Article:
Posted On November 29, 2023

sliced egg sandwich – smitten kitchen

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sliced egg sandwich – smitten kitchen

When things are quiet around here, one of two things are usually happening: I’m busy with a side project or traveling far from the physical Smitten Kitchen. Or, I’m really obsessed with eating something that I don’t expect to interest anyone but me. This month we have two for two. For the three weeks before I was briefly in San Francisco and Napa last week, I was absolutely fixated on this sandwich. Fixated! I craved it everyday. Sometimes it was breakfast; sometimes it was lunch. I could walk by a bagel shop wafting with warm everything seeds, by a cloud of bodega bacon egg and cheese sandwiches, and still beeline home to put a cold boiled egg on a roll with arugula. I know I make no sense. I decided to keep this weirdo thing myself but then I returned from California and yes, I had a suitcase full of Model Bakery english muffins and a stash of Dandelion Chocolate hot chocolate mix, and I still just needed this. I have finally accepted that the only way to move on, at least for long enough that I could tackle the rest of the amazing things I have on our cooking agenda for the summer, was to exorcise it, whether anyone cares to join in my strange little preoccupation or not.

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Think of this like a deviled egg, unmixed, or deconstructed egg salad sandwich. The essentials here are a sliced just-about-hard-boiled egg (I stop at 9.5 minutes), a challah roll or slices (but brioche or a potato bread would work), a great fistful of arugula, and what I consider the perfect sandwich spread — some mayo, sharp dijon, coarse dijon, and prepared horseradish. A shot of hot sauce is not unwelcome; the mixture should be sharp. Between the egg and the arugula, I always have a thin layer of something and it’s different almost every time, usually leftover from another dish — caramelized onions, pickled shallots, shaved fennel I’d tossed in lemon juice and olive oil, cucumber, and here, some thinly-sliced pickles and celery — and every single one is perfect. I cannot choose a favorite and I won’t ask you to. Please have fun with it.

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Sliced Egg Sandwich

  • 1/4 cup mayonnaise
  • 1 tablespoon smooth dijon mustard
  • 2 teaspoons wholegrain mustard
  • 2 teaspoons prepared horseradish
  • Salt and freshly-ground black pepper
  • 2 soft challah, brioche, or potato rolls, split, or slices from a loaf
  • Butter, for toasting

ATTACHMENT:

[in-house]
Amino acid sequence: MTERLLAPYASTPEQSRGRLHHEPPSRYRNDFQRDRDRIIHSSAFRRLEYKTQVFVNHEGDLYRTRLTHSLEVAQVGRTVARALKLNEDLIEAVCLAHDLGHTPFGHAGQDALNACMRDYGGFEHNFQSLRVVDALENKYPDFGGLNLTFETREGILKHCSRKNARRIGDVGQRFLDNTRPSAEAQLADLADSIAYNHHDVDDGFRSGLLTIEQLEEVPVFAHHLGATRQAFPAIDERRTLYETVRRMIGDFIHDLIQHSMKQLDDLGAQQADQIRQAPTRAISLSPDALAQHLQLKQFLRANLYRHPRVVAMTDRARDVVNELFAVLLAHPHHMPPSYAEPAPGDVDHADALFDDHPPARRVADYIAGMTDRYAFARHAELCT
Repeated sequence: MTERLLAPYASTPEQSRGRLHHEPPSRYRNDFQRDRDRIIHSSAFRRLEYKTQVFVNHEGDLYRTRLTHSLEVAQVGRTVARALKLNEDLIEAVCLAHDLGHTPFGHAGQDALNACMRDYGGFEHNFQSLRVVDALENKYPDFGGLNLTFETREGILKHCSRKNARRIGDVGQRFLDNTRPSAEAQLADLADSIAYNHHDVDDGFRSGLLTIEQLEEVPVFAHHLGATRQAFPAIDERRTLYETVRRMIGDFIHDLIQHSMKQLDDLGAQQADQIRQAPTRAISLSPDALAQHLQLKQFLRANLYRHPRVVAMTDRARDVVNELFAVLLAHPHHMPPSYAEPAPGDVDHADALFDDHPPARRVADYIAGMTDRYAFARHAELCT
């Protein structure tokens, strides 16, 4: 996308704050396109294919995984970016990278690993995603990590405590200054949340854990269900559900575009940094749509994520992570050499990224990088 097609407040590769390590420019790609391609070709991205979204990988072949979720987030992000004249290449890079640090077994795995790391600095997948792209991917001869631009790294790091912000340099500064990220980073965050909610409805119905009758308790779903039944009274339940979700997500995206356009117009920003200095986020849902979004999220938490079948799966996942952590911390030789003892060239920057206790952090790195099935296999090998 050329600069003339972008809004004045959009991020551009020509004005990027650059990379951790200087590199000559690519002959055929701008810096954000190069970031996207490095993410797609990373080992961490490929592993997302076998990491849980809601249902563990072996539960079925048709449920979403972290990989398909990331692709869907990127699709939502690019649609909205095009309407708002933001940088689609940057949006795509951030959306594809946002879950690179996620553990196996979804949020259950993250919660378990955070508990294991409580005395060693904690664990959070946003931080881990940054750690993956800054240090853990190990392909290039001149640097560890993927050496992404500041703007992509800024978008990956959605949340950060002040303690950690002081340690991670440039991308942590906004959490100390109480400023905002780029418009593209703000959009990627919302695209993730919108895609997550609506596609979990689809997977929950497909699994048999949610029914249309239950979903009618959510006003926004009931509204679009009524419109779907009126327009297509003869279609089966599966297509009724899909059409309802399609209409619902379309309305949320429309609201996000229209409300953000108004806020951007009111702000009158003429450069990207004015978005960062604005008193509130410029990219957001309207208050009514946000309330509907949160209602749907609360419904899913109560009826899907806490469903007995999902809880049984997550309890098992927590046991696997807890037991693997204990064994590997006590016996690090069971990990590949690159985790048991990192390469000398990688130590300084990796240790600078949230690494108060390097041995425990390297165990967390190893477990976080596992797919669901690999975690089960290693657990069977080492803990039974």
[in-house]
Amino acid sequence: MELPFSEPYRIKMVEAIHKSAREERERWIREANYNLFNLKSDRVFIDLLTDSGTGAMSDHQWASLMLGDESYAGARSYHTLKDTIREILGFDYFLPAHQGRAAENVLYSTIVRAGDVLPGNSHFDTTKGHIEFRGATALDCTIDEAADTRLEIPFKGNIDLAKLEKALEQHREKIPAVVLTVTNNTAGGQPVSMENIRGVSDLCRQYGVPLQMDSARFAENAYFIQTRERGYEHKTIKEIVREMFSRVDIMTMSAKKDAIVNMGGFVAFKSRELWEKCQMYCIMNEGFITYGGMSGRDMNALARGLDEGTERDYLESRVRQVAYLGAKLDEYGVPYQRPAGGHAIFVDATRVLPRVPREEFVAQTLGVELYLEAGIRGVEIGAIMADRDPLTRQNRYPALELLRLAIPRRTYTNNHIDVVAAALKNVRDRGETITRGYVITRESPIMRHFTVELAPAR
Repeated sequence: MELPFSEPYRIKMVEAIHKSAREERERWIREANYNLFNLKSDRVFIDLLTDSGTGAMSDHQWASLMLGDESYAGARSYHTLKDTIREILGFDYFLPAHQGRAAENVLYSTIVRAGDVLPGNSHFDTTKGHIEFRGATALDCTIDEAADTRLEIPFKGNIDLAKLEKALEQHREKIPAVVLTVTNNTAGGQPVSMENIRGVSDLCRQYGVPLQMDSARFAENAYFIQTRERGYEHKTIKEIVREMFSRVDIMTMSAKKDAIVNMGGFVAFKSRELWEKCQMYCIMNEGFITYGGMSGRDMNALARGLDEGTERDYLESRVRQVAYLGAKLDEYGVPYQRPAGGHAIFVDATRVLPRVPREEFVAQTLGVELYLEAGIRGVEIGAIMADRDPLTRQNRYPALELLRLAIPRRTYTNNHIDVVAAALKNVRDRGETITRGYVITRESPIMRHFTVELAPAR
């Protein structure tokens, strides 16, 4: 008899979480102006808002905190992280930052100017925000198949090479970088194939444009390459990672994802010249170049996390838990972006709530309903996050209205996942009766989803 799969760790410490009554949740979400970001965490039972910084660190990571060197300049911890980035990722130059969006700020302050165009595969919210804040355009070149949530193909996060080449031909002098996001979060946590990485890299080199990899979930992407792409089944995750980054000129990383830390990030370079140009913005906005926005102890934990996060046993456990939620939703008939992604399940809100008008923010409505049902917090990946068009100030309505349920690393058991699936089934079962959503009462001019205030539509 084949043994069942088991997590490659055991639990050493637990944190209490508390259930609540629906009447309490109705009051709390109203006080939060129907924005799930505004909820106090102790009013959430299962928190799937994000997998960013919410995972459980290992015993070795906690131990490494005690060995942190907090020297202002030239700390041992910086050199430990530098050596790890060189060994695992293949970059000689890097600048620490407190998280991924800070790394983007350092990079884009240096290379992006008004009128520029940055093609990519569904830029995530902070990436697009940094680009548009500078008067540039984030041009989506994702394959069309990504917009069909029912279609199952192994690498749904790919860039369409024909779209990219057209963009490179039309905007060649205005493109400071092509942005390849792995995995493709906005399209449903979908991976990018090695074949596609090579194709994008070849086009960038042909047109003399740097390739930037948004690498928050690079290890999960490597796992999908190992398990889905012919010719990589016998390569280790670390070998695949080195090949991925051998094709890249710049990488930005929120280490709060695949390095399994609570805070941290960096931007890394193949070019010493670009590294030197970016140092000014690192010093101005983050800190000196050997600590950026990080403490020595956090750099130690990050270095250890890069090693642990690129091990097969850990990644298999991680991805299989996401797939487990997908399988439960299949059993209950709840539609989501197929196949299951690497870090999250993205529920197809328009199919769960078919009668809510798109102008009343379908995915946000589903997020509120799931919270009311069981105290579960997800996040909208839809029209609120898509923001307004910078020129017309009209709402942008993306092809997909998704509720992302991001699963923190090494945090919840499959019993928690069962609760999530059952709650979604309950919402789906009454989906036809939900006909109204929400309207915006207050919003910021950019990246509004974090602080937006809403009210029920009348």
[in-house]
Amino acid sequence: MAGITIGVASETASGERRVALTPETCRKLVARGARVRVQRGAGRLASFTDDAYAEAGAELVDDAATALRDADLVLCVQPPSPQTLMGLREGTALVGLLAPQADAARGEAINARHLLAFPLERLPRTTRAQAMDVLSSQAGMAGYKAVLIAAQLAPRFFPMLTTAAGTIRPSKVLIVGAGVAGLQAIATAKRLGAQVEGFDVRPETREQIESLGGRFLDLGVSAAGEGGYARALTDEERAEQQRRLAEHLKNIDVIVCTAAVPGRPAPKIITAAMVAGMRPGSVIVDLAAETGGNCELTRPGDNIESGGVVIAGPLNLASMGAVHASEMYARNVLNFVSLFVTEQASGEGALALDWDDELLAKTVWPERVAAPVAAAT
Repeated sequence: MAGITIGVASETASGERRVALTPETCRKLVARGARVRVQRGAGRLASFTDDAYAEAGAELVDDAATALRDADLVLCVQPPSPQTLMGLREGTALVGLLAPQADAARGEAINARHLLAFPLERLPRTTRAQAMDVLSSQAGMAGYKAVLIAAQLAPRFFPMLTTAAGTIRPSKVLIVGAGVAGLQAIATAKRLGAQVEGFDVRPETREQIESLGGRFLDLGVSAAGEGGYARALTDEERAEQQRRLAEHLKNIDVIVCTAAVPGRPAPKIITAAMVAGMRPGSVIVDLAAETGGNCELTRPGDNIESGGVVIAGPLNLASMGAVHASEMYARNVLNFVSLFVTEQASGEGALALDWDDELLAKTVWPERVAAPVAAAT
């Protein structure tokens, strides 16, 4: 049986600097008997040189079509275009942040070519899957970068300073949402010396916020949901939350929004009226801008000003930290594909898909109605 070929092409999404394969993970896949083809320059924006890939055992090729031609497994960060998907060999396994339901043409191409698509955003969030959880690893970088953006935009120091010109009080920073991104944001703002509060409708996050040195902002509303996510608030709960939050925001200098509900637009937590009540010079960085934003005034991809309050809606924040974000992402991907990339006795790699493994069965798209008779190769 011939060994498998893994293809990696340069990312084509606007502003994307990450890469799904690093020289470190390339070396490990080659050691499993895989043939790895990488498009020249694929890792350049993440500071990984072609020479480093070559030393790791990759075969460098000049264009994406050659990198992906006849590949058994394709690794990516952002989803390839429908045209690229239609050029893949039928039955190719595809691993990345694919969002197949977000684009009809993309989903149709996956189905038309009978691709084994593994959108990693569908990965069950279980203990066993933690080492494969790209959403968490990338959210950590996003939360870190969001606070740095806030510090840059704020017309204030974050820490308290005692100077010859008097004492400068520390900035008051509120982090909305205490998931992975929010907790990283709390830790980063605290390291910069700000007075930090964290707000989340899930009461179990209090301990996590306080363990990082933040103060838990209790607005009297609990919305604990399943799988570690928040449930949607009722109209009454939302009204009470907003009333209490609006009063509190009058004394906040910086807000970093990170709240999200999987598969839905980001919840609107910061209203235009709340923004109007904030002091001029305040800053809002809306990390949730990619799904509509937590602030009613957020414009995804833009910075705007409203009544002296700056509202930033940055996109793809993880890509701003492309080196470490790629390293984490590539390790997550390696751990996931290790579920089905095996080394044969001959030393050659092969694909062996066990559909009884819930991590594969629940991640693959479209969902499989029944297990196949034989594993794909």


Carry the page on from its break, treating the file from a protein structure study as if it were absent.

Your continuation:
• 2 hard-boiled eggs, cold, peeled, and sliced
  • Thinly sliced pickles, celery, pickled onions [more suggestions in Notes]
  • 2 cups fresh arugula, roughly torn
Make sandwich spread: Combine mayo, dijon, wholegrain mustard, and horseradish in a small dish or jar. Season as needed with salt and pepper and, if you wish, a dash or two of hot sauce. This makes a bit more than you might need but it keeps for 1 to 2 weeks in the fridge, so feel free to double it, regardless.

Toast your bread: While you can toast it in a toaster, my favorite way to toast my sandwich rolls is to heat a pat of butter in a nonstick pan over medium heat. Place your rolls, cut-side down, in the pan. Cook until cut sides are golden-brown, about 1 to 2 minutes. Transfer to plate to cool slightly before assembling sandwiches.

Assemble: Generously coat both cut sides of first roll with sandwich spread. Arrange egg slices over the bottom half and season lightly with salt and pepper. Add pickles or any of the other alternates suggested below, a big handful of torn arugula, then press the top of the roll down, smooshing everything into place. Repeat with remaining sandwich.

Eat right away and repeat daily for as long as the fixation lasts. Personally, I’m walking into the kitchen to make another as soon as I hit publish.


  • Eggs: Here’s my go-to method for hard-boiled eggs. For a sliced sandwich, I stop cooking them at 9 minutes 30 to 40 seconds, to keep the centers a dark, never dry, yellow. I love a solid egg slicer; I’ve had mine for over a decade.
  • Spread: Just for reference, I’m using Hellman’s mayo, Amora dijon mustard, Maille wholegrain mustard, and I make my own prepared horseradish over Passover and use it for months after. My current jar of Amora is jarringly sharp (almost like wasabi) and I love it but just a heads-up that you might need to adjust your ingredient levels or seasoning to get the punchiness I promised with other brands.
  • Rolls: Any storebought roll will work but, but I made rolls recently from my challah recipe, turning one of the two challahs it yields into 12 rolls. They bake in 15 minutes.
  • Additional ingredients: As mentioned above, I tend to add to the sandwich a thin layer of whatever I have left in the fridge, from pickled to caramelized onions, thinly-sliced cucumber, celery, or fennel. Not one has tasted bad.



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